“But concerning that day and hour no one knows, not even the angels of heaven, nor the Son, but the Father only.” – Matthew 24:36 ESV
Many people seem to have a morbid fascination with the end of the world. We love fantasizing about all the ways civilization might meet its end. Christians seem to almost lead this pack, including a steady stream of end time predictions and bestselling fiction. I propose that our continual morbid craving for the apocalypse has infected our culture, our beliefs, and our actions in such a way as to rob us of our power to change the world.
In my own community, I remember noticing what was almost more disappointment than relief when we woke up on January 1st, 2000 to the same world as the day before. “What, not even a little chaos?!?” The failing of Y2K to bring even a power grid down caused some to even have a crisis of faith. How much have we handicapped ourselves, and Christ for that matter, by living in constant anticipation of oblivion?
Checking Out Early
Because we constantly view this world through the lens of looking for evidence of imminent and irreversible destruction, we are missing out on opportunities to improve it. Yes, this world has a lot of problems, but it has also come a long way. Remember that in our past we have owned slaves, had legal segregation, even killed each other by thousands in a civil war. It makes me laugh when people say, “the good old days.” What particular time period are we nostalgic for?
The problems we face today are not evidence of our doom, they are opportunities to show Christ to the world. The problems we have overcome are not evidence of our corruption, but of our potential to change. Christians looking for the end are checking out early. The fields are vast, and the workers are few.
A Community Instead of a Cult
The power of the Gospel is for growing and building communities who can lift each other up, serve each other, and be a witness of Christ in the world. Only cults think in terms of “leaving the world behind.” We are the salt and light of the world, we don’t leave it behind, we preserve it and illuminate it.
End time theories and fantasies, such as the famous Left Behind series, have turned many of us into “tinfoil hat” paranoid conspiracy theorists. Instead of taking political movements and changes at face value, we inject them with Satanic subplots and hidden agendas. We literally demonize and demagogue those we do not agree with, accusing them of dark motives instead of allowing for reasonable dialog from different points of view.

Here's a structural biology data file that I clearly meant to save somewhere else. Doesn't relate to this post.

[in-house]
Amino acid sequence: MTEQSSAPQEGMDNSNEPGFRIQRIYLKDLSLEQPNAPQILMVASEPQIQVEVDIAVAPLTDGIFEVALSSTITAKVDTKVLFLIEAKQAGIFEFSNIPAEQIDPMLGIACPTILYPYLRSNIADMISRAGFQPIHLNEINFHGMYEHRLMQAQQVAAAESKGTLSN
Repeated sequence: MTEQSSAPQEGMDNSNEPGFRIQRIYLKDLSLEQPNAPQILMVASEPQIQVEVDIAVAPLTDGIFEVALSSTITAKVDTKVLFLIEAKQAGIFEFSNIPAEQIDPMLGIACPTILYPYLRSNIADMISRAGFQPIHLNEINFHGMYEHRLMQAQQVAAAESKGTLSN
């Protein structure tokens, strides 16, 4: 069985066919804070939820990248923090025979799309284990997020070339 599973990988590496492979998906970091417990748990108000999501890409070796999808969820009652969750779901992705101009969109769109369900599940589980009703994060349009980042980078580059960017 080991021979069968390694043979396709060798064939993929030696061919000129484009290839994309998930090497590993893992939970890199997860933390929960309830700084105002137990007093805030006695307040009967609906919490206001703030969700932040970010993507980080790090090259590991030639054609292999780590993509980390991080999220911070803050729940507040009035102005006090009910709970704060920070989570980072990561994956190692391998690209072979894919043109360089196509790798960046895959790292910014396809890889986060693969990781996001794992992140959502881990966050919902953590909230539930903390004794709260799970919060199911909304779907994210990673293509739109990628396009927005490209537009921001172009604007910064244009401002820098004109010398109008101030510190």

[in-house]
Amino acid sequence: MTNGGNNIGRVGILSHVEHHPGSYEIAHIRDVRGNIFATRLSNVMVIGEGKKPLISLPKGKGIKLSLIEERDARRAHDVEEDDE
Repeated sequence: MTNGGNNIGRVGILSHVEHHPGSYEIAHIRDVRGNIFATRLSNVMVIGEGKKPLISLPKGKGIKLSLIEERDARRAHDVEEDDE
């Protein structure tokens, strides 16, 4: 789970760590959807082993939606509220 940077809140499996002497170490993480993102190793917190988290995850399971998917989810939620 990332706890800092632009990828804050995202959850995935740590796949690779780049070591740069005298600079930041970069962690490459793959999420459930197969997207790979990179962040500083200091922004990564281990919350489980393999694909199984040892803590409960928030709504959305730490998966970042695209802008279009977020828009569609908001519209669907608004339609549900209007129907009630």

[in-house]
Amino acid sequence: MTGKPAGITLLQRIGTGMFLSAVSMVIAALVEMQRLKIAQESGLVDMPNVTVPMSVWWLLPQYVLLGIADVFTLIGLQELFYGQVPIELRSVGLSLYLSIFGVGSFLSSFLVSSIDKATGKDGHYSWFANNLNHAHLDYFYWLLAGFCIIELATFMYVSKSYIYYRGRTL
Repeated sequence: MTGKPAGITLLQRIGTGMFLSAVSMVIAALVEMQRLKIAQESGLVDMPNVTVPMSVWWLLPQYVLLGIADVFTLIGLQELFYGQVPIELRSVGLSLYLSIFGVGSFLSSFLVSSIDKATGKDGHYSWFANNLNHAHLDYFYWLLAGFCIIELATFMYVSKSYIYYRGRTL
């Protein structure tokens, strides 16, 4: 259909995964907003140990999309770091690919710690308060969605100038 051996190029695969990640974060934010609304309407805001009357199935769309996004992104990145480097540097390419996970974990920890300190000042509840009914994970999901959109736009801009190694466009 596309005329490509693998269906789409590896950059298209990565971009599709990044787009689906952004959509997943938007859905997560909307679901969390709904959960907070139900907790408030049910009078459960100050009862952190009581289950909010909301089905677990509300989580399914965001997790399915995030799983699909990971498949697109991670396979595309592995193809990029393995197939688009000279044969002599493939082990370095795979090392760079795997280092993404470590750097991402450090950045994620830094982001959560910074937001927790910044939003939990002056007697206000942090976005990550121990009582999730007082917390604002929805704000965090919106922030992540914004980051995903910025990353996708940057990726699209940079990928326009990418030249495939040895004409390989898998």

The Problem of Prophecy
The greatest mistake humanity has always had with prophecy is that what we think is important is not necessarily what is important to God. We think nations, leaders, boundaries, and policies are important, but Heaven values ideas, cultures, and a baby born in a stable who never had any power as we define it. In the end, all the prophecy in Scripture is probably about events we may not even notice at the time.
What If We Are Responsible?
Scriptures promise a new heaven and new earth, but what if it is a promise of what the Church, the Bride of Christ is working toward? We think God is just going to burn everything down and rebuild it for us. What if the Church is the method building that world? The world today is already much better than world Christ came into. What if the “end” is really just our completed work, and Christ’s completed work in us. What if the new beginning isn’t a punishment, but a reward?
Pascal’s Wager Add’l
The french philosopher, Pascal, made the point that believing in God is logical because if you’re wrong, you lose nothing. If an atheist is wrong, they have a lot to lose. I say the same about the end of the world. If I am wrong, and the world does end in an apocalypse, the pursuit of a better world would drive us to serve Christ and serve others, instead of checking out early saying “it’s all just doomed anyway.” If we thought we could build a new world, how much more motivated would we be? After all…
“Blessed is that servant whom his master will find so doing when he comes.” – Matthew 24:46 ESV
Yaholo Hoyt is a practical mystic, a passionate writer, a paltry poet, and an old-school Jesus freak. You can find him at http://yaholo.net or read his blog at http://practicalchristianmysticism.blogspot.com
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